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Incubating Redfoot Tortoise Eggs

Andy C. Highfield

Redfoot tortoises (Geochelone carbonaria) mating

Compared to the eggs of Mediterranean Testudo species, the eggs of the Redfoot tortoise Geochelone carbonaria are enormous. On average, they measure approximately 43 X 48 mm and weigh between 40 to 50 grams. Female Redfoot tortoises seem to prefer nesting in very wet, almost muddy substrates. In fact, ours tend to nest in the evening, preferably during quite heavy rain. It is not known if this behavior is typical of that of the species n the wild. Individual females may lay multiple clutches of eggs each year, nesting every 3-4 months is fairly typical. Clutch density ranges from as few as three to as many as fifteen eggs per clutch, with a definite correlation between the number of eggs laid and the size of the female.

Moist vermiculite hydrated 1:1 with water (by weight) works well as an incubation substrate for this species. Some keepers add peat or sphagnum moss, but this appears to make little overall difference to viability. Plain vermiculite hydrated with water appears to be perfectly satisfactory.  The overall ambient humidity within the incubator should be maintained at between 70-80%. Very high levels of humidity, above 90%, may be counterproductive. Success has been reported at a wide range of temperatures, from 27 degrees Celsius to 33 degrees Celsius, but most breeders find that temperatures between 29-31 degrees produce the most consistent success. Incubation with this species can be a fairly extended affair - timeframes from 120 days to 190 days are typical, with 145 days average.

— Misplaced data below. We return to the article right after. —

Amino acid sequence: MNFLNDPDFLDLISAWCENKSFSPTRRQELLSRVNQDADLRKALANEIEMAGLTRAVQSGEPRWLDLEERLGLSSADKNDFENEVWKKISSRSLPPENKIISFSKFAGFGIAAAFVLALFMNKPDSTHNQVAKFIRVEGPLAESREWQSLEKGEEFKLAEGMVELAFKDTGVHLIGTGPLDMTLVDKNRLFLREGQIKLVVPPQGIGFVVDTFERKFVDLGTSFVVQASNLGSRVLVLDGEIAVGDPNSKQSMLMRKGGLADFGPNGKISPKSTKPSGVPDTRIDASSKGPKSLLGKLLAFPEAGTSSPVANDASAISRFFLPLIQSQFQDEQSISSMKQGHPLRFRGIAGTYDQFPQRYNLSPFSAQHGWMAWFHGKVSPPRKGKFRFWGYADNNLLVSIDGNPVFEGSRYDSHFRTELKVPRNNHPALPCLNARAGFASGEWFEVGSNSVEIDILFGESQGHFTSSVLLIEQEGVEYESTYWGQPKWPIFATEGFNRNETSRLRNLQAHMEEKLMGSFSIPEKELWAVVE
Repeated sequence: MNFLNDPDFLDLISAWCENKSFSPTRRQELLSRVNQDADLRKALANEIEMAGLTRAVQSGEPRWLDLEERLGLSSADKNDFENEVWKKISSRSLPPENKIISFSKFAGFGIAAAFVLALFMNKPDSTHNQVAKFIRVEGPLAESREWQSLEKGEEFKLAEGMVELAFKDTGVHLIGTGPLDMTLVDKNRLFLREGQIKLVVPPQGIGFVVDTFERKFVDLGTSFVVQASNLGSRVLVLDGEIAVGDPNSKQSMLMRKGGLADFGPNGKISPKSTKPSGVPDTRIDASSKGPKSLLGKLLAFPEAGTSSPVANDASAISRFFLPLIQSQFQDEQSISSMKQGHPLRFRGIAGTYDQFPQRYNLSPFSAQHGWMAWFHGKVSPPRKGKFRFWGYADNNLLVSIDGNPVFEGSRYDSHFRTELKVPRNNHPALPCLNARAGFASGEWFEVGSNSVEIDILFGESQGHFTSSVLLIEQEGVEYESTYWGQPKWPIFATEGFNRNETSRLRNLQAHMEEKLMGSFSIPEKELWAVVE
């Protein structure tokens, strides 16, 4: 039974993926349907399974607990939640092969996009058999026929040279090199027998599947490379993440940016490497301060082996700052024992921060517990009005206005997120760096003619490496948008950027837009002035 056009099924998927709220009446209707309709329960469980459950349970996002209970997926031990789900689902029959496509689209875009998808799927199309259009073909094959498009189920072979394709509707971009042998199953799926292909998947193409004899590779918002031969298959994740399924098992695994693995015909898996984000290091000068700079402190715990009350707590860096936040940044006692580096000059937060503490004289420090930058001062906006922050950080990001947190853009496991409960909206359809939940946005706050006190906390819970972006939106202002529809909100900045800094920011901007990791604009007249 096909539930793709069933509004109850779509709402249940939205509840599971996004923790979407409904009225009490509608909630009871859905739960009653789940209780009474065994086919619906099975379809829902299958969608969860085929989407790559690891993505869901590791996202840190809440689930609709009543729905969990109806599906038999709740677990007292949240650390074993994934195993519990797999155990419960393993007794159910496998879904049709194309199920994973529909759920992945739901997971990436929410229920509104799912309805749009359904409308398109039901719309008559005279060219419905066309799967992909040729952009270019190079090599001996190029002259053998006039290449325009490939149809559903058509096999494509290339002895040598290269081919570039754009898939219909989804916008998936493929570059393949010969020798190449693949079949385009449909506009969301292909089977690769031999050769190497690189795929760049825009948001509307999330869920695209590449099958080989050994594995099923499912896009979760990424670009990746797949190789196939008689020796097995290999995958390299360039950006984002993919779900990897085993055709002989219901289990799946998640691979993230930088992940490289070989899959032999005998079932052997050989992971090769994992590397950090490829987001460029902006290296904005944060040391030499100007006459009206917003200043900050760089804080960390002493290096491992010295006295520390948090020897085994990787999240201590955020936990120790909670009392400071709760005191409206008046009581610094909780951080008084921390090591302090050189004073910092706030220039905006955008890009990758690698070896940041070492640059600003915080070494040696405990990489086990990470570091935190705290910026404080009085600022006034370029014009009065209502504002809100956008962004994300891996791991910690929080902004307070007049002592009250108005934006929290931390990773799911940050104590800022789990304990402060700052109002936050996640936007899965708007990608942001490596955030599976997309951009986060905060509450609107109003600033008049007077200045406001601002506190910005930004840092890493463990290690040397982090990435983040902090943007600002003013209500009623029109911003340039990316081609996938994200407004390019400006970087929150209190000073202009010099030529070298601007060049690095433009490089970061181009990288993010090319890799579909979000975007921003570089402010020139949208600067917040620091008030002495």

The hatchling may not emerge immediately after ‘pipping’ the egg. Once its immediate requirement for oxygen is met, it may remain in the egg for several days while the remaining yolk sac is absorbed. During this period, maintain environmental conditions exactly as for incubation.

Once it has broken free of the egg, remove the hatchling to a neonate unit. Initially, moist paper towels form a suitable substrate (until the site of the yolk sac has fully healed) but after a week or so we usually transfer the baby to a more natural substrate comprised of peat, sphagnum moss and leaf litter. Maintain humidity within this unit at about 75%, and provide a shallow tray of fresh, clean water for soaking. Juvenile Redfoot tortoises are highly susceptible to dehydration, and if they are kept too dry, you can expect problems fairly quickly. The first sign is usually swollen and closed eyes. If this is observed, increase the humidity without delay. A semi-enclosed unit is suggested as a hatchling terrarium for this species, due to the need to maintain high levels of local humidity, and this should be equipped with appropriate lighting and heating systems as outlined in previous articles.

The diet is exactly as for adults of the species.

A full discussion of keeping and breeding Redfoot tortoises may be found in Mike Pingleton’s excellent book published by Carapace Press. This title is highly recommended to present and future keepers of this extremely amiable and interesting tortoise. We have kept them for almost 15 years, and we find them to be by far the most tolerant of all the high humidity tortoises, and far more suitable for less experienced keepers than any of the highly problematic hingeback (Kinixys) species, for example.